I don’t know how the weather is where you live, but here in the DC area, we’re dealing with a lot of record cold. Oh sure, it’s not that cold when compared to other parts of the country, but for us, it’s been pretty darn chilly. The past month was especially cold, and I knew it was going to have an effect on my gas bill, but I just wasn’t sure how bad it was going to be.
Well, the bill came last week, and I think I gasped out loud when I opened the email. It’s definitely the highest gas bill that I’ve seen in the four years that I have lived here. Probably at least $70 more than the previous most expensive bill. That’s never fun.
I’m not upset about the amount or kicking myself for not coming up with better savings ideas, but here are a few things that I’ve done or am planning to do to lower my heating costs.
First off, I do want to mention budget billing. Some energy companies offer budget billing, where you pay a set amount for 12 months regardless of how much gas or electricity you use. This is awesome – you know what your bill is going to be every month. At least until that 12th month, you are either credited back the money if you used less energy than anticipated or you pay the extra money you owe because you used more than anticipated. That’s all well and good, but I personally like seeing results immediately. I just got a higher bill, so I’m thinking about ways I can save now, rather than continuing to heat my house as normal.
One of the big bummers to the heating bill is that I was out of town for ten days last month, so that’s heat I wasn’t actively using. However, just because you aren’t home doesn’t mean your home shouldn’t be heated. First off, I have cats, so I’m not going to leave them to freeze. But I also needed to make sure that my pipes didn’t freeze. I was lucky and didn’t have any trouble, but I have two coworkers who had burst pipes due to the cold. That can cause serious damage to a home.
I have a programmable thermostat in my home. I have it set so that the temperature drops at night and then rises just before my alarm goes off. It’s awesome to not have to think about setting the thermostat, and I don’t even think about it until I have to get up an hour or so earlier than normal and discover that my bedroom is so very cold. In general, I keep my house pretty cool in the winter. If your house is comfortable enough for you to be walking around in shorts and a t-shirt, you’re probably using more heat than you need to. But I can take a second look at the temperature settings and see if I can’t drop it a few degrees. There are all sorts of claims out there about how much money you can save by dropping your thermostat by just one degree. I’m not sure how accurate they are, but clearly, using less energy to heat your home is going to save you money.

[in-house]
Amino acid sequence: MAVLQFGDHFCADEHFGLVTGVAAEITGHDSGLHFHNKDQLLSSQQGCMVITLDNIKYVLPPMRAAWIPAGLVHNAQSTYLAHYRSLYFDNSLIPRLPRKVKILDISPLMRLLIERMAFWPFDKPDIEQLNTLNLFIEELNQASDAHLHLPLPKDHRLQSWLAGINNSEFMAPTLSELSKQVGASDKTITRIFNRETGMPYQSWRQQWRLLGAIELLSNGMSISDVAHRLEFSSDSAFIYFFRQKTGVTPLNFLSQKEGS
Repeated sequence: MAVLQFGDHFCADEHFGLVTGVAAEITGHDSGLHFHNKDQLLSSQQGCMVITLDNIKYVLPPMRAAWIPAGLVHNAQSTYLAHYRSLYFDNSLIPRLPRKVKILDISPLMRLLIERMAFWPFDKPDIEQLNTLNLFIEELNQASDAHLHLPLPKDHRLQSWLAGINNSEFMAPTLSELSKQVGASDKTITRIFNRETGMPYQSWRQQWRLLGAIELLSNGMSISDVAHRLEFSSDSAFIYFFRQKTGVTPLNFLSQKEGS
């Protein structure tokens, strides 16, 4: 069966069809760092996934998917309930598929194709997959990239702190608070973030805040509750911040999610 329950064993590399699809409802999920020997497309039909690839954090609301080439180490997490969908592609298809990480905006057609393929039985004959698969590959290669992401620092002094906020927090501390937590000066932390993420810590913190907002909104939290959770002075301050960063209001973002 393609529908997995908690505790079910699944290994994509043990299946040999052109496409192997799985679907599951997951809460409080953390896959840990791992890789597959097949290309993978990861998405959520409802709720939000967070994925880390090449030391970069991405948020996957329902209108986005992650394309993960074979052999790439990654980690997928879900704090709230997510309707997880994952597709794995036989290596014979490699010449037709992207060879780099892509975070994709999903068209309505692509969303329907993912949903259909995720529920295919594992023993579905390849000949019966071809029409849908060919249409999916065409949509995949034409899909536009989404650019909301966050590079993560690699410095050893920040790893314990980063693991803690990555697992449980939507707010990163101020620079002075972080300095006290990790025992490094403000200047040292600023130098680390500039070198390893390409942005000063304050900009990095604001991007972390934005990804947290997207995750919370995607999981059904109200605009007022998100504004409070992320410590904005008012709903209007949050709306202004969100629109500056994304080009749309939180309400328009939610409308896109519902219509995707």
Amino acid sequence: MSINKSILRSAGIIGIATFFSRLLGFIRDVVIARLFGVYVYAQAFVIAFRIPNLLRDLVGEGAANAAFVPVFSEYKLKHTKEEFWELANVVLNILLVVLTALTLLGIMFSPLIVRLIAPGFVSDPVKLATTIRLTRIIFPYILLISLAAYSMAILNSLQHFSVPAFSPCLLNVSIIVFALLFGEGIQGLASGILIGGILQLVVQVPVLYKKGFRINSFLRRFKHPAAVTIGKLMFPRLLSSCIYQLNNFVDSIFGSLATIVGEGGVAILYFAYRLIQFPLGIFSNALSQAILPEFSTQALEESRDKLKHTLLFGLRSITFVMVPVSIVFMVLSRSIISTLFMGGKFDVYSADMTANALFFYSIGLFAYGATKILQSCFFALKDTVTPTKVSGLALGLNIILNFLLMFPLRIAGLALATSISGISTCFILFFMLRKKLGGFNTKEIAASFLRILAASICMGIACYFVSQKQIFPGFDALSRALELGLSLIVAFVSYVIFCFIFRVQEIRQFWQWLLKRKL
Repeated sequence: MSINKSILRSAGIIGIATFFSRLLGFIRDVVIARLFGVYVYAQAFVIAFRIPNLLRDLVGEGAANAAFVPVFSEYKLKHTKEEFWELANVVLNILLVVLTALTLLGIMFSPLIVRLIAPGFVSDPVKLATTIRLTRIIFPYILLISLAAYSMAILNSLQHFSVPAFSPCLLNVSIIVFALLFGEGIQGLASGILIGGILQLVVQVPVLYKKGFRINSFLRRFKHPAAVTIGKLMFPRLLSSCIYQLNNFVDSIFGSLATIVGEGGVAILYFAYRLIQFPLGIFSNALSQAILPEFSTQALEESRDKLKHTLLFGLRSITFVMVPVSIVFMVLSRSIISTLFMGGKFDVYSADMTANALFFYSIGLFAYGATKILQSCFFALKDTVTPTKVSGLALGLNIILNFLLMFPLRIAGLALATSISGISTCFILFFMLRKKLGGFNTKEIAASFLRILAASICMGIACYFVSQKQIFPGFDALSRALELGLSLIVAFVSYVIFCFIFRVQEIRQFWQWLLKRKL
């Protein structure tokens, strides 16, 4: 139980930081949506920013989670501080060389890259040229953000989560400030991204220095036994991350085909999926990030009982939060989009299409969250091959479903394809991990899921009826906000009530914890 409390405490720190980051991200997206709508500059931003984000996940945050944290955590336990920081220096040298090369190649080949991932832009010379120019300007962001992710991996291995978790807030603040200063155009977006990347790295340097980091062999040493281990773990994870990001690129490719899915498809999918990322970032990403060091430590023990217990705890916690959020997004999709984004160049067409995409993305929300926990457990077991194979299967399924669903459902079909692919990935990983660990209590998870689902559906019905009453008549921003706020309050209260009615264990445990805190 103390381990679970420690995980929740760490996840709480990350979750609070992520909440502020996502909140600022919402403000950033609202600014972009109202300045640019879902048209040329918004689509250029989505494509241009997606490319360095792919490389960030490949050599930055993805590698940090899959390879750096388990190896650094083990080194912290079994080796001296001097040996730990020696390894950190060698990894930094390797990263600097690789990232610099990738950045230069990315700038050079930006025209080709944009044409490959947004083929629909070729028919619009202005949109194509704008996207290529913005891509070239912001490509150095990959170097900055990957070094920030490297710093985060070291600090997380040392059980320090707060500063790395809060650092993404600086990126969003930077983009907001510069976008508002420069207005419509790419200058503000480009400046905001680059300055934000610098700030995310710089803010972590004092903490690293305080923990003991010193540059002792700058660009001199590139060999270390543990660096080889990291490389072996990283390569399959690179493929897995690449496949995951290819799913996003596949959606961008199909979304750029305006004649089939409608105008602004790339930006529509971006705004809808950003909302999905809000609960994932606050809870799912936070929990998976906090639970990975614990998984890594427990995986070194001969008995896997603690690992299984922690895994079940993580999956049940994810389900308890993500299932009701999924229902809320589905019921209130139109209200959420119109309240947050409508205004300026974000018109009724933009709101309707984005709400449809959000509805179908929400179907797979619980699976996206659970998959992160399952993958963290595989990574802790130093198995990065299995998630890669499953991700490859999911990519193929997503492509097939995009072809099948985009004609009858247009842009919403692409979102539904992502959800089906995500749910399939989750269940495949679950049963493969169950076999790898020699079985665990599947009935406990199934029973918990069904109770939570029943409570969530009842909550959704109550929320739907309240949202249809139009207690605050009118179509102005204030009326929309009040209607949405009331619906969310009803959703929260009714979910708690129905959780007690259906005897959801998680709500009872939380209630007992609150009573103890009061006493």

One thing I know I need to do is have new windows put in. I’m pretty sure none of the windows are original to the house (which was built in the 40’s), but I know that some were installed in the 80’s. It’s clear when I walk next to them that there is cold coming in. Not via a draft, but just through poor insulation. One option is to put up temporary insulation film, something that I’ve considered, but never done. It would be interesting to see how much it would help. But I’m also just slowly saving money so I can replace the windows. It’s going to be a big expense, but very worth it.
I also have one door that needs its weatherstripping replaced. I currently have a draft stopper (a tube of fabric filled with cat litter) sitting in front of it, but I need to take the time to replace the weather stripping. It’s not particularly difficult, just something I need to take the time to do.
So those are my current plans to save a bit more money on my gas bill. And many of them will save on summer cooling as well. Any other ideas to share?
Megan is a 30-something government employee in the Washington, DC area. She got interested in Personal Finance when she got out of college and realized that her paycheck wasn’t going to go as far as she had hoped. Since starting this blog, she has managed to buy a house and make a solid start on her retirement goals, and hopes to help others do the same. Here is her story:
In 2007, I was a gainfully employed 20-something with no debt but not a lot of knowledge about personal finance. It was a co-worker’s comment about Roth IRAs that sent me to the internet, searching for information. It was then that I realized that I really didn’t know a whole lot about personal finance and that my current financial situation was due a lot to inherent frugal tendencies, generous family members, a fear of debt, and good luck. While that was working for me, clearly I needed a better plan.
While I had no debt, I was also pretty much living paycheck to paycheck and not worrying about going over budget (I say this as if I had a real budget) because I had an emergency fund set aside to cover any overages.
Except that’s not what an emergency fund is for.
So I did a lot of research, read a lot of blogs, and decided that I needed a plan. I needed to budget. I needed to know what I was spending my money on. I needed to prepare for the future.
I decided to create a blog not only to make myself accountable to others but also to share the knowledge that I gained along the way. I’ve learned so much from my fellow bloggers, and I hope that my readers can find something useful in what I have to share as well.